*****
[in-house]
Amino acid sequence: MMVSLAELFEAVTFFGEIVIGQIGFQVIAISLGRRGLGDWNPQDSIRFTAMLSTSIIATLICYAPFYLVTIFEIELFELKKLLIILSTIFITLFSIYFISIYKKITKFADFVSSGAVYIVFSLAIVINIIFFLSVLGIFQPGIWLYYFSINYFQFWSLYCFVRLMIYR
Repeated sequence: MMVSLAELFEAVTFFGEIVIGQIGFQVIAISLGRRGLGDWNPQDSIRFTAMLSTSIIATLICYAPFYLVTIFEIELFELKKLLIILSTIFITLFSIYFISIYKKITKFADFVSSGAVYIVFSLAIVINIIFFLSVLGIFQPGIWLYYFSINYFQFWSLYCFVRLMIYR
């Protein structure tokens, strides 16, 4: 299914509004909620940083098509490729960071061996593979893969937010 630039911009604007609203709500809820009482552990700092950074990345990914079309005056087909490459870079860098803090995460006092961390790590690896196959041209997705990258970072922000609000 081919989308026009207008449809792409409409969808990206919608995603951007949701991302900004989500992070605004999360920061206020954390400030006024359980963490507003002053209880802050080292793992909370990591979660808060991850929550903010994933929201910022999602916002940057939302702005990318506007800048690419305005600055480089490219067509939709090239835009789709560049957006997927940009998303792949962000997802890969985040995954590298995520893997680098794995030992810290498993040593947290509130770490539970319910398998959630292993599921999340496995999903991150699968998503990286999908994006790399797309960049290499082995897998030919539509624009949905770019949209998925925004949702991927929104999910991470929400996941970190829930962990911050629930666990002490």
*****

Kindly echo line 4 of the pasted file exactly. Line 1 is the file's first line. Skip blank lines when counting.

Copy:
């Protein structure tokens, strides 16, 4: 299914509004909620940083098509490729960071061996593979893969937010 630039911009604007609203709500809820009482552990700092950074990345990914079309005056087909490459870079860098803090995460006092961390790590690896196959041209997705990258970072922000609000 081919989308026009207008449809792409409409969808990206919608995603951007949701991302900004989500992070605004999360920061206020954390400030006024359980963490507003002053209880802050080292793992909370990591979660808060991850929550903010994933929201910022999602916002940057939302702005990318506007800048690419305005600055480089490219067509939709090239835009789709560049957006997927940009998303792949962000997802890969985040995954590298995520893997680098794995030992810290498993040593947290509130770490539970319910398998959630292993599921999340496995999903991150699968998503990286999908994006790399797309960049290499082995897998030919539509624009949905770019949209998925925004949702991927929104999910991470929400996941970190829930962990911050629930666990002490």